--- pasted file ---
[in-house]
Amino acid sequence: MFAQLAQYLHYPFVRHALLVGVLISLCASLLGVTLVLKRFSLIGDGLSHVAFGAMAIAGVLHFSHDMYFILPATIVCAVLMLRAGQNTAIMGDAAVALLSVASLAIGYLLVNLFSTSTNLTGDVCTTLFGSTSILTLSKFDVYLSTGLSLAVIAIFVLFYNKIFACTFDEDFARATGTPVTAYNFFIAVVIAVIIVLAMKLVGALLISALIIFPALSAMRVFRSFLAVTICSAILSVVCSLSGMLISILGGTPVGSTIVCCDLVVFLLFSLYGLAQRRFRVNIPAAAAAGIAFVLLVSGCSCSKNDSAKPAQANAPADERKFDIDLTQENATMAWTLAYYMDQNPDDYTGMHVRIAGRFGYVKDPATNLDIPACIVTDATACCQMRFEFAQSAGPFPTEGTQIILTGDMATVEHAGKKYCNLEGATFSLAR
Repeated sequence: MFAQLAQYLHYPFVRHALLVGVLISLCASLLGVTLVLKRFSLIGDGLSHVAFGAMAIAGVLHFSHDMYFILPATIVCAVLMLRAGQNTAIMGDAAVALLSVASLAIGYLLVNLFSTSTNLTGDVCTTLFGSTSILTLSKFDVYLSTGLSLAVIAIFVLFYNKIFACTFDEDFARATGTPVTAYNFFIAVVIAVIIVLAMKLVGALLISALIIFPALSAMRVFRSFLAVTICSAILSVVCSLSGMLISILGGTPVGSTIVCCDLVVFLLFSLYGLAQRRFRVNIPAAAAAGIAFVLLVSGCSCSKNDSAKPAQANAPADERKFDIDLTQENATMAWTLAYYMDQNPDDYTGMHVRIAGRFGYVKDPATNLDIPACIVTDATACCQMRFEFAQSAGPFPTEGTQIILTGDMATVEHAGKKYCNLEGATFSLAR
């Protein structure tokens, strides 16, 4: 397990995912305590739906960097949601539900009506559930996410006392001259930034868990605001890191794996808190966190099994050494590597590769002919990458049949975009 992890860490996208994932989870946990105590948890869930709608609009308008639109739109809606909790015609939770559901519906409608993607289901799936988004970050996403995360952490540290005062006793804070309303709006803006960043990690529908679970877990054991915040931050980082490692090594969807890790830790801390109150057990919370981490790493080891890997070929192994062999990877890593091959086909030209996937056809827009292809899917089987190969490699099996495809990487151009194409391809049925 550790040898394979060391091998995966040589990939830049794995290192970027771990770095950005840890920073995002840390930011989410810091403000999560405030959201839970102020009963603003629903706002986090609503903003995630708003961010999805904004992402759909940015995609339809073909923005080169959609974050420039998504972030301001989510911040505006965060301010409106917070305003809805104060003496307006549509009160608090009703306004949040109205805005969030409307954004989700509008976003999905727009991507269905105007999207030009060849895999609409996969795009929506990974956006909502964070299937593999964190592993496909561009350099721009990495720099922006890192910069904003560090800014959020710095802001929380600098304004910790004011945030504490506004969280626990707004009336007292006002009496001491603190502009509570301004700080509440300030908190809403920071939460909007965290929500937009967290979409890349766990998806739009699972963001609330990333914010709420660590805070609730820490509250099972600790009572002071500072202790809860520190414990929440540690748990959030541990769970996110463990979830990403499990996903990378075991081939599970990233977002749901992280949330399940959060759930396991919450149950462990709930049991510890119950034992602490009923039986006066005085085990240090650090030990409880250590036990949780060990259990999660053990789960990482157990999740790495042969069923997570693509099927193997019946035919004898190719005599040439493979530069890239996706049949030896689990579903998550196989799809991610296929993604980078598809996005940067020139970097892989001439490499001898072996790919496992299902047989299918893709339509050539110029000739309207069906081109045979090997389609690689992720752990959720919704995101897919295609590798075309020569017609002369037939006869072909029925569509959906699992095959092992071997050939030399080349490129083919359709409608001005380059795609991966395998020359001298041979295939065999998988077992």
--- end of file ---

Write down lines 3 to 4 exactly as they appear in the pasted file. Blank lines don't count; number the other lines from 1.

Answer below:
Repeated sequence: MFAQLAQYLHYPFVRHALLVGVLISLCASLLGVTLVLKRFSLIGDGLSHVAFGAMAIAGVLHFSHDMYFILPATIVCAVLMLRAGQNTAIMGDAAVALLSVASLAIGYLLVNLFSTSTNLTGDVCTTLFGSTSILTLSKFDVYLSTGLSLAVIAIFVLFYNKIFACTFDEDFARATGTPVTAYNFFIAVVIAVIIVLAMKLVGALLISALIIFPALSAMRVFRSFLAVTICSAILSVVCSLSGMLISILGGTPVGSTIVCCDLVVFLLFSLYGLAQRRFRVNIPAAAAAGIAFVLLVSGCSCSKNDSAKPAQANAPADERKFDIDLTQENATMAWTLAYYMDQNPDDYTGMHVRIAGRFGYVKDPATNLDIPACIVTDATACCQMRFEFAQSAGPFPTEGTQIILTGDMATVEHAGKKYCNLEGATFSLAR
């Protein structure tokens, strides 16, 4: 397990995912305590739906960097949601539900009506559930996410006392001259930034868990605001890191794996808190966190099994050494590597590769002919990458049949975009 992890860490996208994932989870946990105590948890869930709608609009308008639109739109809606909790015609939770559901519906409608993607289901799936988004970050996403995360952490540290005062006793804070309303709006803006960043990690529908679970877990054991915040931050980082490692090594969807890790830790801390109150057990919370981490790493080891890997070929192994062999990877890593091959086909030209996937056809827009292809899917089987190969490699099996495809990487151009194409391809049925 550790040898394979060391091998995966040589990939830049794995290192970027771990770095950005840890920073995002840390930011989410810091403000999560405030959201839970102020009963603003629903706002986090609503903003995630708003961010999805904004992402759909940015995609339809073909923005080169959609974050420039998504972030301001989510911040505006965060301010409106917070305003809805104060003496307006549509009160608090009703306004949040109205805005969030409307954004989700509008976003999905727009991507269905105007999207030009060849895999609409996969795009929506990974956006909502964070299937593999964190592993496909561009350099721009990495720099922006890192910069904003560090800014959020710095802001929380600098304004910790004011945030504490506004969280626990707004009336007292006002009496001491603190502009509570301004700080509440300030908190809403920071939460909007965290929500937009967290979409890349766990998806739009699972963001609330990333914010709420660590805070609730820490509250099972600790009572002071500072202790809860520190414990929440540690748990959030541990769970996110463990979830990403499990996903990378075991081939599970990233977002749901992280949330399940959060759930396991919450149950462990709930049991510890119950034992602490009923039986006066005085085990240090650090030990409880250590036990949780060990259990999660053990789960990482157990999740790495042969069923997570693509099927193997019946035919004898190719005599040439493979530069890239996706049949030896689990579903998550196989799809991610296929993604980078598809996005940067020139970097892989001439490499001898072996790919496992299902047989299918893709339509050539110029000739309207069906081109045979090997389609690689992720752990959720919704995101897919295609590798075309020569017609002369037939006869072909029925569509959906699992095959092992071997050939030399080349490129083919359709409608001005380059795609991966395998020359001298041979295939065999998988077992």